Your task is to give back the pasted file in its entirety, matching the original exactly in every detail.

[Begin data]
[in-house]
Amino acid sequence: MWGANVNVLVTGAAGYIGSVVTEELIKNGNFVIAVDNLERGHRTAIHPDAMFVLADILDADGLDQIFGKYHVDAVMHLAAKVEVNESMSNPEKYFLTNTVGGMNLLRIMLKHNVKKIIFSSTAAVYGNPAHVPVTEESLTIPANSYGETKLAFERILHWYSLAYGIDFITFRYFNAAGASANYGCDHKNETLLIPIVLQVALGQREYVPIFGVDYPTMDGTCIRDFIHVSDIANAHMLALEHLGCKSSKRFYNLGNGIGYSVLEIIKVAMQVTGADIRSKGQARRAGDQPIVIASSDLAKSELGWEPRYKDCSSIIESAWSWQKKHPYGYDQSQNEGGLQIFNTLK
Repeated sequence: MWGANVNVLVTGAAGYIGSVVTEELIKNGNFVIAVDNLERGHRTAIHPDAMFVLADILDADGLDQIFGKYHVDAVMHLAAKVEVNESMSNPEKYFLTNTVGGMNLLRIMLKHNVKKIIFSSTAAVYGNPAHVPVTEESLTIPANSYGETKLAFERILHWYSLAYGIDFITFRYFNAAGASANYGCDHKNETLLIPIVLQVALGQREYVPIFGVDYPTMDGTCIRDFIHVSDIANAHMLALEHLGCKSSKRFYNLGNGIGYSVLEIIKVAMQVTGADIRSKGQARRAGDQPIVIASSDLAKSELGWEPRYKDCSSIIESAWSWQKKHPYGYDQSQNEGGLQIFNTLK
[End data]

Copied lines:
[in-house]
Amino acid sequence: MWGANVNVLVTGAAGYIGSVVTEELIKNGNFVIAVDNLERGHRTAIHPDAMFVLADILDADGLDQIFGKYHVDAVMHLAAKVEVNESMSNPEKYFLTNTVGGMNLLRIMLKHNVKKIIFSSTAAVYGNPAHVPVTEESLTIPANSYGETKLAFERILHWYSLAYGIDFITFRYFNAAGASANYGCDHKNETLLIPIVLQVALGQREYVPIFGVDYPTMDGTCIRDFIHVSDIANAHMLALEHLGCKSSKRFYNLGNGIGYSVLEIIKVAMQVTGADIRSKGQARRAGDQPIVIASSDLAKSELGWEPRYKDCSSIIESAWSWQKKHPYGYDQSQNEGGLQIFNTLK
Repeated sequence: MWGANVNVLVTGAAGYIGSVVTEELIKNGNFVIAVDNLERGHRTAIHPDAMFVLADILDADGLDQIFGKYHVDAVMHLAAKVEVNESMSNPEKYFLTNTVGGMNLLRIMLKHNVKKIIFSSTAAVYGNPAHVPVTEESLTIPANSYGETKLAFERILHWYSLAYGIDFITFRYFNAAGASANYGCDHKNETLLIPIVLQVALGQREYVPIFGVDYPTMDGTCIRDFIHVSDIANAHMLALEHLGCKSSKRFYNLGNGIGYSVLEIIKVAMQVTGADIRSKGQARRAGDQPIVIASSDLAKSELGWEPRYKDCSSIIESAWSWQKKHPYGYDQSQNEGGLQIFNTLK